March 28, 2022

What does Swedish Healthcare look like in 2030?

March 28, 2022

Jonathan Ilicki moderated the conversation between Sylf’s chairman Madeleine Liljegren, Daniel Forslund, new in the role of development manager for digitization at Vårdföretagarna and Tobias Perdahl, vice president and medical director at Platform24.

The demographic development leads to an increased need for care, more people are living longer with lifelong illness and the healthcare system is grappling with major staffing challenges. The panel emphasized that this, combined with the large retirements that lie in the near future and the major bottlenecks that exist in getting young doctors through to qualified specialists, means that healthcare is facing an equation that does not add up. What is required is that a large part of today’s processes be automated.

In order for our healthcare system to continue to function in the future, the panel believes that it is crucial to make better use of technology to do more and take care of more people, without expanding the cost base from which this is done, or further increasing the pressure on healthcare workers. Automation and smarter technical solutions are a prerequisite for coping with the fundamental challenges of healthcare, and if nothing else, necessity is the driving force required for change.

The panel’s picture of what healthcare will look like in 2030 can be summed up as that digitization will have led to increased patient power, and treatments and various contacts with healthcare will be more individualized. Through self-monitoring, the patient will have a more active role. Integrations with record systems and between different levels will flow more seamlessly and we will see more international contacts about patients. The technology will help reduce administration and strengthen the role of healthcare professionals, allowing doctors and other healthcare professionals to focus on the core task.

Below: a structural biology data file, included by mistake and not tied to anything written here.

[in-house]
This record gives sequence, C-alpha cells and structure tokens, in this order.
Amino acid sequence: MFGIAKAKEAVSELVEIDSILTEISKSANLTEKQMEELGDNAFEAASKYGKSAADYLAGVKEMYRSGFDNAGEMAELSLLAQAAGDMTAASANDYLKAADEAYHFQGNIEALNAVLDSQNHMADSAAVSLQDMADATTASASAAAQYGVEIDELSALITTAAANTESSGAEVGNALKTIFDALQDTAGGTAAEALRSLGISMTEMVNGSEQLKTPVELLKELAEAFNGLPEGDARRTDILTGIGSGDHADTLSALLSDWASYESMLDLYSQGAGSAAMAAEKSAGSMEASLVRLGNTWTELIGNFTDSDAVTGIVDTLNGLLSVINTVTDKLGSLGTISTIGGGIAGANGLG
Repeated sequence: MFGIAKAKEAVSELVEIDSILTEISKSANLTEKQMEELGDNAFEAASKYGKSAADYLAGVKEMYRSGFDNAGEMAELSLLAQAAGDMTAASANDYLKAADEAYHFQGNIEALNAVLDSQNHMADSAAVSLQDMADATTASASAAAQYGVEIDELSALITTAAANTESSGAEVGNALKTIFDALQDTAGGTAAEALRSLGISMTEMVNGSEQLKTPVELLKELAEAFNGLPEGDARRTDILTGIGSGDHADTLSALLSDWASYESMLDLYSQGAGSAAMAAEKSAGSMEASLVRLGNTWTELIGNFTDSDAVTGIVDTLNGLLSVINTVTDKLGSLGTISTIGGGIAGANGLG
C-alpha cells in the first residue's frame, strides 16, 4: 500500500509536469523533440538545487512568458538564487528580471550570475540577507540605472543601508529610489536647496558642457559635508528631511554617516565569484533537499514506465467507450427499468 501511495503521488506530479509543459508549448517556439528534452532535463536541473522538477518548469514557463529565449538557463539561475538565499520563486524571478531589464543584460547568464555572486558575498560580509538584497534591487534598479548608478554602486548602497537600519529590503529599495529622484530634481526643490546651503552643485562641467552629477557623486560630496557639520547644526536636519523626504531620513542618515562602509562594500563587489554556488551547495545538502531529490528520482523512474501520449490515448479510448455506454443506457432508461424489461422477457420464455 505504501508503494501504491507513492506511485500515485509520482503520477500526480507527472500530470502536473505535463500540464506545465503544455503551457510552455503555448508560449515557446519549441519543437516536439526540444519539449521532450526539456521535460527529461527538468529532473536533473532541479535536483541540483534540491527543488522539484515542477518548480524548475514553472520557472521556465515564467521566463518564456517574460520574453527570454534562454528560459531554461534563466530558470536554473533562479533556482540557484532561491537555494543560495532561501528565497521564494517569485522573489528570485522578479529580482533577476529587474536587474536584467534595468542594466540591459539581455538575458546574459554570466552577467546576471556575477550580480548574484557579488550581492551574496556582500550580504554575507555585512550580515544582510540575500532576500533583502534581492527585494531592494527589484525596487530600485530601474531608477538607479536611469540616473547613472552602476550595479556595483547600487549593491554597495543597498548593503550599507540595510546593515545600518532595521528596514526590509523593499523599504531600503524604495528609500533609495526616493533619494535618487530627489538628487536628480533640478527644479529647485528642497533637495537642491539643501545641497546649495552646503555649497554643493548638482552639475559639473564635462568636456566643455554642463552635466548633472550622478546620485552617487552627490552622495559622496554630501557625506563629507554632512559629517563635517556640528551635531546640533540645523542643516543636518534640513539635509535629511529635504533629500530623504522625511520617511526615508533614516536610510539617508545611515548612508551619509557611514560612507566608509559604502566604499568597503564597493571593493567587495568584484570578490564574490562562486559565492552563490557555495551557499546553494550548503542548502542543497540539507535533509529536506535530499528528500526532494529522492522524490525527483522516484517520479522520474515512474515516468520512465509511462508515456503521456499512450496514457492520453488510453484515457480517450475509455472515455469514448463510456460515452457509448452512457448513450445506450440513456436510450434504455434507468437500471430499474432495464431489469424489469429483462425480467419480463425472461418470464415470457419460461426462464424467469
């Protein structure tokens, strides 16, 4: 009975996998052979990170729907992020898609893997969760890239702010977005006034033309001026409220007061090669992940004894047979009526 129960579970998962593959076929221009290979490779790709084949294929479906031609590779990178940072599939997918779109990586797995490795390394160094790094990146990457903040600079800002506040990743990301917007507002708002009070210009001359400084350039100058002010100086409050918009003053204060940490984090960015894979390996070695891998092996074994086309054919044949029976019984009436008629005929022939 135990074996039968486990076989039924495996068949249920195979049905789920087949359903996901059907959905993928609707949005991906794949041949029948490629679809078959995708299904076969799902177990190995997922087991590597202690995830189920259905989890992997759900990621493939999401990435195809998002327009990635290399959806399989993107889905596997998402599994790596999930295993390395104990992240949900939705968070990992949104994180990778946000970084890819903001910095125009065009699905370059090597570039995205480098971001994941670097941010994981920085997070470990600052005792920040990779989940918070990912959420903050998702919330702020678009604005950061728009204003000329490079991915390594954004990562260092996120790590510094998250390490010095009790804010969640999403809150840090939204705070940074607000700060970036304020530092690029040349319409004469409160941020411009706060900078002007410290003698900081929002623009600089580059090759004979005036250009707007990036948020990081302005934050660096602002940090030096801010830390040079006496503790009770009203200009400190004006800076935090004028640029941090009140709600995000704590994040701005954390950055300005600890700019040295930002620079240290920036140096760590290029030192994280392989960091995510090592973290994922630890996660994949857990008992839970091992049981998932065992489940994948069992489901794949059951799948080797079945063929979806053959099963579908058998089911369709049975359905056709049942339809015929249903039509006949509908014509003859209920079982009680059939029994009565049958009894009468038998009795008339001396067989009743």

A large part of the discussion was about how we get there.

The development of technology, and technical obstacles, are one part, but equally important are incentives, governance, compensation models, changes in the law, cultural issues and working methods.

The profession needs to be involved in the development and there is a need for systematic more training and time set aside for operational development to enable real change for all clinically active.

A concrete example is how today’s challenges with reimbursement systems make it difficult to roll out several initiatives, where chat and RPM, Remote Patient Monitoring, often run counter to today’s forms of reimbursement. Another example is the steering. As long as you focus on phone accessibility, it is difficult to drive a digital transformation. Key figures are needed for digital accessibility and a compensation that takes account of this. It is difficult to get where you want and need if the steering is pointing in a different direction.

In the area of incentives, the panel highlighted the KHZG (Hospital Future Act) from Germany, a kind of co-financing of investments in digital solutions in the form of government investment support, with the intention of contributing to a faster and more efficient digitization of the German healthcare system as an interesting example to enable the fundamental journey that the healthcare system needs to make.

The discussion was intense, the summary short.

This was the first of a series of talks with experts in the field. If the digitization of healthcare is a topic that interests you, we would like to advise you about our newsletter and to keep your eyes open for upcoming webinars and seminars in the field.

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